6 Tips to Improve Your Machine Shop's CapEx Budget Process
Accurate budgeting has never been more important. Get advice on how small manufacturing companies can budget more effectively for capital expenditures.
Most of us are running leaner these days in an effort to contain costs. Many small manufacturers are also taking a different approach to the CapEx budget process, looking beyond price tags to consider how the purchase drives value to your operation. Here are six ways you can improve the budgeting process for your small manufacturing company:
Evolve Your Scenario Planning
Because CapEx purchases have long lives and long paths to payback, scenario planning is a common budgeting and forecasting practice. It makes sense to adapt the traditional scenarios (unchanged, economic downturn and an economic uptick) to include disruptive new competitors, changes in commodities prices and various estimates for how long the pandemic will last. Updated scenario planning puts your capital expenditures in a real-world context so you can understand the impact of the buy more clearly. Check out this scenario planning tool.
Look Beyond Replacement
It’s tempting to focus only on old or outdated equipment that doesn’t perform well or can’t meet new requirements. But investing in new equipment and technology can boost your business’ overall performance with new products and capabilities. For example, we’re seeing increased demand for inspection equipment, 5-axis, 4-axis, live-action lathe, wire EDM, and waterjet or laser cutting machines. Investing in these assets could attract more diverse jobs to grow your business. New technology can yield gains in productivity and accuracy, and improving safety via more sensitive sensors and automation or robotics that complete repetitive or dangerous tasks. Watch our video on the best machines to buy.
Budget for Business Value
Value-based budgeting is an exercise that prompts us to look at each purchase on its merits – will it help us reduce production time, RMAs or waste; can it help us lower related costs or risk; could it give us a competitive advantage or improve customer retention; what happens if we defer the purchase? Evaluating potential purchases based on their value to the company allows us to prioritize purchases and make better decisions. Read up on VBB.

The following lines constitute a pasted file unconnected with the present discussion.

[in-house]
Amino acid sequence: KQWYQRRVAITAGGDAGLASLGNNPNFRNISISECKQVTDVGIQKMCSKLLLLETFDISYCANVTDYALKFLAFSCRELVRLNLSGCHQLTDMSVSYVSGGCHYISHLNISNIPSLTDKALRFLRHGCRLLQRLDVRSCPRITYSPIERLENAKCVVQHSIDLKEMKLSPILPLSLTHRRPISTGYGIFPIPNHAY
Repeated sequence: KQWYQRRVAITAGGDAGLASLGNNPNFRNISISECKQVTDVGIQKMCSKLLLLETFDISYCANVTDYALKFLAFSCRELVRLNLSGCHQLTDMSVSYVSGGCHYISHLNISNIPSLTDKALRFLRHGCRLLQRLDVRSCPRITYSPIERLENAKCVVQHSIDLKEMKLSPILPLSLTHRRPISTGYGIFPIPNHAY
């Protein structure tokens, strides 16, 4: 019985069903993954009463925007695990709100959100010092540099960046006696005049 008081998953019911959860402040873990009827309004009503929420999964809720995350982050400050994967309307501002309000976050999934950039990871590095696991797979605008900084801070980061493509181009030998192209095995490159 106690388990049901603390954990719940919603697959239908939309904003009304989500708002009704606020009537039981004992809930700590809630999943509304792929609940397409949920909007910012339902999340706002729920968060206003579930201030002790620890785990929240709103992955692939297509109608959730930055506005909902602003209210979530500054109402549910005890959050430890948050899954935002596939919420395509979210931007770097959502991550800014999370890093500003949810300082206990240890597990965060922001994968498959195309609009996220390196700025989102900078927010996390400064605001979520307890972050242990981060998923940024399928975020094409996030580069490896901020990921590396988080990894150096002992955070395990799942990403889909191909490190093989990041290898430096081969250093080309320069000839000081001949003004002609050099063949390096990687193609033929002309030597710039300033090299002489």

Factor in Related Costs and Benefits
One of the more common mistakes we make in the budgeting process is overlooking associated impacts. Indirect costs associated with CapEx purchases include: employee training, tech infrastructure upgrades or maintenance contracts or suspended operations during installation. Indirect spend is a crucial part of the total cost of ownership and capital and must be included to create an accurate assessment of value. Similarly, those benefits identified within a VBB exercise should also be factored in to determine true ROI. Learn more about indirect costs.
Establish Measurable Goals and Outcomes
As long as we’re talking about benefits, make ROI tracking and value assessment easier by attaching measurable goals and outcomes to each CapEx item. For example, if you expect a piece of equipment or software to increase productivity without increasing headcount, quantify the gain. If you'd be able to reduce rejects, returns and refunds, set a goal for each. This process creates a value-based mindset for budgeting and gathers data to justify the spend or support a change in priorities.
Consider Innovative Financing Options
Traditional ways of funding CapEx don’t make sense for every operation. Investigate new options to pay for what you need. For example, the Xometry Advance card gives shop owners instant access to 50% (subject to terms and conditions) of the value of eligible Xometry jobs.
Executing on even one of these ideas can make your CapEx budget process more effective and efficient. And improvements in budgeting and planning position you to make smarter decisions that strengthen your financial situation and fuel your success.
DISCLAIMER: This information is provided for general informational purposes only and should not be considered as offering individualized financial advice or as a substitute for financial advice from a professional familiar with your individual circumstances. Xometry expressly recommends that you always consult an accountant, banker and/or financial advisor for guidance on specific issues related to your business.